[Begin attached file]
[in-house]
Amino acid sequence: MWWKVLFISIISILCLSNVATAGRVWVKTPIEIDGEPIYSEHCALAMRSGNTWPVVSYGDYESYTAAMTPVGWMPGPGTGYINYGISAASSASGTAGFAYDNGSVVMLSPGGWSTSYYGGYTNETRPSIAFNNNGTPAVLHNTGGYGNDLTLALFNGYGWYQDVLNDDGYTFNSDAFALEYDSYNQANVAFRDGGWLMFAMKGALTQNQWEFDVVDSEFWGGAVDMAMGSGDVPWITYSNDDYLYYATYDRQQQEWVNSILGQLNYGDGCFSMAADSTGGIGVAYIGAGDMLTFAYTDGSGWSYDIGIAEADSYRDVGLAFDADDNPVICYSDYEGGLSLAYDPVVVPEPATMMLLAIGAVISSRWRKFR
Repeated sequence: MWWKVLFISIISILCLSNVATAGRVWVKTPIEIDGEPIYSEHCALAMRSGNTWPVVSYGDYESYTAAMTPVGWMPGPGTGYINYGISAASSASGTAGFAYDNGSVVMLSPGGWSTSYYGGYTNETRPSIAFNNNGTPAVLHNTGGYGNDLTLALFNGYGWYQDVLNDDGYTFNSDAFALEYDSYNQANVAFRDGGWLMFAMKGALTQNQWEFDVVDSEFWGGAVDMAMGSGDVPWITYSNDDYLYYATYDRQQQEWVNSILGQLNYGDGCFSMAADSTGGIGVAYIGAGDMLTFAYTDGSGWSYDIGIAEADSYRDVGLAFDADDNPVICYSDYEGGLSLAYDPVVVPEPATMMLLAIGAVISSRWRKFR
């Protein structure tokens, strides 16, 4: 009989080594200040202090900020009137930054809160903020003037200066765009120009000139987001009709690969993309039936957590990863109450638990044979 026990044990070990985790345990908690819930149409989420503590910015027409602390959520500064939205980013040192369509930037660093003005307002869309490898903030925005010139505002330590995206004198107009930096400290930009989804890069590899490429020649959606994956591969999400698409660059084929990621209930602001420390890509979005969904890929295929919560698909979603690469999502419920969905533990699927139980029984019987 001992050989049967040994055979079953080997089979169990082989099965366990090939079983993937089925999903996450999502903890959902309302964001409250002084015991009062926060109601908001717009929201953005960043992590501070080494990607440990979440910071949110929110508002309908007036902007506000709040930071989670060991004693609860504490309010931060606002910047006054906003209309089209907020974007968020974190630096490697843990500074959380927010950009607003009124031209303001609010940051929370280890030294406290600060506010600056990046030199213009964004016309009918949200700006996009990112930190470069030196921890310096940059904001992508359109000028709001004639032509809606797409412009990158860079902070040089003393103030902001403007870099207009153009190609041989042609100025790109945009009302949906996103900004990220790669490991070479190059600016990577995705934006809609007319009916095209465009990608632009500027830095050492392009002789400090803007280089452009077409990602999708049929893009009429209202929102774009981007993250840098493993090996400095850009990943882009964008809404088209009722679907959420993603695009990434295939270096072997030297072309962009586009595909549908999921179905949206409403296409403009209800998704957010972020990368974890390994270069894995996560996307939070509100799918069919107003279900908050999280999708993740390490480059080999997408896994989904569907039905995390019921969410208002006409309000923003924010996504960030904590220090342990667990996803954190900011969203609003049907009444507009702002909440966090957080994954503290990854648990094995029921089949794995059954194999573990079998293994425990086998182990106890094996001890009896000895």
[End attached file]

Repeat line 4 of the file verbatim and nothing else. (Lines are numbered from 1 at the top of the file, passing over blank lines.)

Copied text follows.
């Protein structure tokens, strides 16, 4: 009989080594200040202090900020009137930054809160903020003037200066765009120009000139987001009709690969993309039936957590990863109450638990044979 026990044990070990985790345990908690819930149409989420503590910015027409602390959520500064939205980013040192369509930037660093003005307002869309490898903030925005010139505002330590995206004198107009930096400290930009989804890069590899490429020649959606994956591969999400698409660059084929990621209930602001420390890509979005969904890929295929919560698909979603690469999502419920969905533990699927139980029984019987 001992050989049967040994055979079953080997089979169990082989099965366990090939079983993937089925999903996450999502903890959902309302964001409250002084015991009062926060109601908001717009929201953005960043992590501070080494990607440990979440910071949110929110508002309908007036902007506000709040930071989670060991004693609860504490309010931060606002910047006054906003209309089209907020974007968020974190630096490697843990500074959380927010950009607003009124031209303001609010940051929370280890030294406290600060506010600056990046030199213009964004016309009918949200700006996009990112930190470069030196921890310096940059904001992508359109000028709001004639032509809606797409412009990158860079902070040089003393103030902001403007870099207009153009190609041989042609100025790109945009009302949906996103900004990220790669490991070479190059600016990577995705934006809609007319009916095209465009990608632009500027830095050492392009002789400090803007280089452009077409990602999708049929893009009429209202929102774009981007993250840098493993090996400095850009990943882009964008809404088209009722679907959420993603695009990434295939270096072997030297072309962009586009595909549908999921179905949206409403296409403009209800998704957010972020990368974890390994270069894995996560996307939070509100799918069919107003279900908050999280999708993740390490480059080999997408896994989904569907039905995390019921969410208002006409309000923003924010996504960030904590220090342990667990996803954190900011969203609003049907009444507009702002909440966090957080994954503290990854648990094995029921089949794995059954194999573990079998293994425990086998182990106890094996001890009896000895």